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Celeste and Mariel are sisters. Both are half-breeds— Celeste, who can pass as Elect, had a comparatively privileged upbringing with her father, and Mariel stayed in the Fallen slums with their mother.  The sisters are now reunited and both working in a gambling and drinking establishment called Eden. Celeste, wracked by guilt about leaving Mariel, is her fiercest protector. 

Tread of Angels is a standalone novella from one of the writers creating some of the most interesting worlds in fantasy right now. It's quite different from The Sixth World and Between Earth & Sky books— it's set in a fantastical take on the Wild West, and our protagonist is both more innocent and less honest of a narrator than the main POV characters.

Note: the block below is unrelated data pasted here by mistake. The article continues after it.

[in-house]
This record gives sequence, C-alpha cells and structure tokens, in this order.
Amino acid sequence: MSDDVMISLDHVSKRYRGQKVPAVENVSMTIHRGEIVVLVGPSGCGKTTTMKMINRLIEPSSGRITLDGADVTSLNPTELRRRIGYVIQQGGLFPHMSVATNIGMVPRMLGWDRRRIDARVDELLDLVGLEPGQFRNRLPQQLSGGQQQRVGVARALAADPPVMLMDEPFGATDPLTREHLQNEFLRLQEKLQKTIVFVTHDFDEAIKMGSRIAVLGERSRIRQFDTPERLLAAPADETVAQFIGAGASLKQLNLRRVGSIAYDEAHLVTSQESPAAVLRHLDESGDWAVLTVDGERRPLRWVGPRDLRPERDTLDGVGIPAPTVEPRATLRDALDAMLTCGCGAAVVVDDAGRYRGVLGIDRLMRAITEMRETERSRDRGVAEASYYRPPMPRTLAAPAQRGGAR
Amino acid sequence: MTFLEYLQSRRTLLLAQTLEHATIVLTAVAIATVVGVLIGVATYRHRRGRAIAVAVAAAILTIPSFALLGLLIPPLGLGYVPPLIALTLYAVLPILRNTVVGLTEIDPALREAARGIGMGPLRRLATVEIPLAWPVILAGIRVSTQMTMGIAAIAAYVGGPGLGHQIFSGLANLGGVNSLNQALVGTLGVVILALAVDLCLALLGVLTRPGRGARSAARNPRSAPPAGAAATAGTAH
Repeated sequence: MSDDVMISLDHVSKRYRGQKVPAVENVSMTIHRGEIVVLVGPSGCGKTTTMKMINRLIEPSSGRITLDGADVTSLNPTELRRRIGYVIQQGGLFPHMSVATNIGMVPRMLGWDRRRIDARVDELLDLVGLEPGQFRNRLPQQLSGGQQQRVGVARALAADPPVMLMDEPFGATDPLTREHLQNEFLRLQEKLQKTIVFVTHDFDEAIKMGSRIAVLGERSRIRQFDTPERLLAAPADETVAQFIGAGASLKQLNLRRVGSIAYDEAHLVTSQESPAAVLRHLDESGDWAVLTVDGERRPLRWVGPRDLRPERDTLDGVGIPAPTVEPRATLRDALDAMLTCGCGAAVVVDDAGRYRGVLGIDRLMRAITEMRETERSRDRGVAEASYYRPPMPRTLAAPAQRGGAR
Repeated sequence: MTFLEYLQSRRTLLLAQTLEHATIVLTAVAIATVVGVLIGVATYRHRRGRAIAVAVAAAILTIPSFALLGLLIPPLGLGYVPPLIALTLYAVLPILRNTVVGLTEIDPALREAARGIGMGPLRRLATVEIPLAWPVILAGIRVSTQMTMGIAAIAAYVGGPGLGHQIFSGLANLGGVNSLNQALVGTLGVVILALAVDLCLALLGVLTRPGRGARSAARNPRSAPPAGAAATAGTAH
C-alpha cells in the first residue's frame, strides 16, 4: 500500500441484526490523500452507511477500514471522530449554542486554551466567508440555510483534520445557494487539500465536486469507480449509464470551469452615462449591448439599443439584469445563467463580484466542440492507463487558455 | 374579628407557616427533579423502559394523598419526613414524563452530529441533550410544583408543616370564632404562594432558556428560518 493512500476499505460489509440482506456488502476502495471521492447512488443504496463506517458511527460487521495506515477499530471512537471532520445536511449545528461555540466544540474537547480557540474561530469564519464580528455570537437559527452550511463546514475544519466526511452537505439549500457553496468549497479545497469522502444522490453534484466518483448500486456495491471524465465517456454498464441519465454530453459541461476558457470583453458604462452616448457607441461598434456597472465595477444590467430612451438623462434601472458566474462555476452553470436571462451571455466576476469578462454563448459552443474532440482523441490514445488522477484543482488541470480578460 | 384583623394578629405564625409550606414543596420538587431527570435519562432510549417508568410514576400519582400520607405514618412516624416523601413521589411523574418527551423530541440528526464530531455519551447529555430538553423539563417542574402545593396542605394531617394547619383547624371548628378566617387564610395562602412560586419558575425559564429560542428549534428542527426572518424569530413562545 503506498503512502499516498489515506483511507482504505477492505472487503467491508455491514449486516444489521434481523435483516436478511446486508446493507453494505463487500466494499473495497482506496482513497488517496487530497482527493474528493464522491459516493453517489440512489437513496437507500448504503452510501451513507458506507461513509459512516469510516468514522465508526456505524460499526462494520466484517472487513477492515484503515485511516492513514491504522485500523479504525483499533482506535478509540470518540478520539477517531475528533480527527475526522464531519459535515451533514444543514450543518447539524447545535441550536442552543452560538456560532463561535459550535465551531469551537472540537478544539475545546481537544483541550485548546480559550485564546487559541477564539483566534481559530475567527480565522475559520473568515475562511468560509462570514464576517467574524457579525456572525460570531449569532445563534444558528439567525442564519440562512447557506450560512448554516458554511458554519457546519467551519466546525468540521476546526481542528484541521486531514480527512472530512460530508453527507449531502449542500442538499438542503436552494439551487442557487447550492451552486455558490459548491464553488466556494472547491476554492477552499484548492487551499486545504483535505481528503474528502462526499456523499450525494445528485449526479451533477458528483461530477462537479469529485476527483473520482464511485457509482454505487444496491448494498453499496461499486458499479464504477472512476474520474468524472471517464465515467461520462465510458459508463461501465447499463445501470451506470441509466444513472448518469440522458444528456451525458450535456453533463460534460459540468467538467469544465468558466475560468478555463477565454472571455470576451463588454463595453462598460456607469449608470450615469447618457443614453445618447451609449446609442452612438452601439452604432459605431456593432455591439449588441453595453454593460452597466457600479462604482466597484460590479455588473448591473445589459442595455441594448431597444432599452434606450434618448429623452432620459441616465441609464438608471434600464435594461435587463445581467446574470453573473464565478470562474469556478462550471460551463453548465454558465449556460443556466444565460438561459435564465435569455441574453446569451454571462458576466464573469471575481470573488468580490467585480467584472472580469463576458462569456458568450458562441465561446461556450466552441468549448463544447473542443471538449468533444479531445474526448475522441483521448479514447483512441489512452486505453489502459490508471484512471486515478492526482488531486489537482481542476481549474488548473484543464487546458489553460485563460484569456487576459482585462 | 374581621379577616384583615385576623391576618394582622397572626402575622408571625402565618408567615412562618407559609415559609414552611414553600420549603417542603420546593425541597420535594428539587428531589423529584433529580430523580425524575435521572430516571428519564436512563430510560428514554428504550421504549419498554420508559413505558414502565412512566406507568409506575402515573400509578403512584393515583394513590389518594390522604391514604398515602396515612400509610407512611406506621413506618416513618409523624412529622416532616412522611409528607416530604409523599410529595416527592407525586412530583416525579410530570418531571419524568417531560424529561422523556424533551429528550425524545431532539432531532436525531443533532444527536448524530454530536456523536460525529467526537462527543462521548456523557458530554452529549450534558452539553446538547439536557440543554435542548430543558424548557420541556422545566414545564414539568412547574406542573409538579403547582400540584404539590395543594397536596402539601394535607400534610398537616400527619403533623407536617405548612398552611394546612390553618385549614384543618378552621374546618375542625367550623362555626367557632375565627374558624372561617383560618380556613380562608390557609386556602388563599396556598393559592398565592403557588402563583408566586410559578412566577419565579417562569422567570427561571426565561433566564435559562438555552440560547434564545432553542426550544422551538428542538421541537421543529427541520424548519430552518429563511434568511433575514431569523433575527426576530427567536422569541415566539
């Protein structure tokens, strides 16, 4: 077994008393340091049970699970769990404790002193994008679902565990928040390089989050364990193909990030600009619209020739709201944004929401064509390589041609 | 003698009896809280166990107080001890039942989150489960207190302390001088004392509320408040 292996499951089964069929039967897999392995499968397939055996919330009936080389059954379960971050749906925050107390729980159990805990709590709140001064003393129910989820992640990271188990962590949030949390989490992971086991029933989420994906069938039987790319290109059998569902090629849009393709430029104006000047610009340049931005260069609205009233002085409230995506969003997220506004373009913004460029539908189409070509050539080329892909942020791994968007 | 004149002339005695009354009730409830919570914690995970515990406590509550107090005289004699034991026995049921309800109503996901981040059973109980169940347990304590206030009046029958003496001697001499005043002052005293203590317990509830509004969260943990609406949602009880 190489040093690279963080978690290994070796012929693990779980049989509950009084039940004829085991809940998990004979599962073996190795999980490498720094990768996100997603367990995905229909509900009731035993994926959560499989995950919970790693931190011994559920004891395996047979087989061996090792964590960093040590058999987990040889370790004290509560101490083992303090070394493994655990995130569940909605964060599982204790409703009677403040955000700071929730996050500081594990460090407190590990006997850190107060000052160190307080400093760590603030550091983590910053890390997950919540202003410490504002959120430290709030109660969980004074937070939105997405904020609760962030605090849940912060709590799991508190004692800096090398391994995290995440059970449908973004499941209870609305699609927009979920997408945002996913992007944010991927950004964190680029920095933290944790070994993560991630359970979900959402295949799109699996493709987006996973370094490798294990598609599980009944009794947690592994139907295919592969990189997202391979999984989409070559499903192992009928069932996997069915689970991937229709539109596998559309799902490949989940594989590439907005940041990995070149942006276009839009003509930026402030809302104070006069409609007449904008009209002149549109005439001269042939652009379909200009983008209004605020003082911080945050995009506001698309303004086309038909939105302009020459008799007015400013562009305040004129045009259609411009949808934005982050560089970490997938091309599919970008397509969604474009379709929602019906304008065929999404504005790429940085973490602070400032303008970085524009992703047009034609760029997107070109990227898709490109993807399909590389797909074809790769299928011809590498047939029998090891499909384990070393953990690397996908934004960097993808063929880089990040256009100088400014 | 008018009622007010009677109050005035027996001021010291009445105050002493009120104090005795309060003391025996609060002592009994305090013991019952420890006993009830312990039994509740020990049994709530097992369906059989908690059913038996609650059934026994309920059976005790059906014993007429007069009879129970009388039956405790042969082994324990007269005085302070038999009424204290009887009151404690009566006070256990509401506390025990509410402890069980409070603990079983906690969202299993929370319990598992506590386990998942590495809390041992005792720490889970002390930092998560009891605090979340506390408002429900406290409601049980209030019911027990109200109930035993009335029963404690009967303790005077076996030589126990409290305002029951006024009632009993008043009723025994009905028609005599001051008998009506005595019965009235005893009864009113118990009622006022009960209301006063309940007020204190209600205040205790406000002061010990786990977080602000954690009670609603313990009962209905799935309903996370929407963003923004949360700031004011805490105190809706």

It's a quick read and an interesting set-up. I enjoyed it.  The combination Wild West + dark fantasy set-up was unusual and fun, but we see relatively little of it and it's paired with a pretty predictable mystery. I think it may work better as a novel— more pages would have given the characters/plot room to flourish and to smooth out the exposition dumps.
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I have mixed feelings about this one. The concept has so much potential but feels unfinished.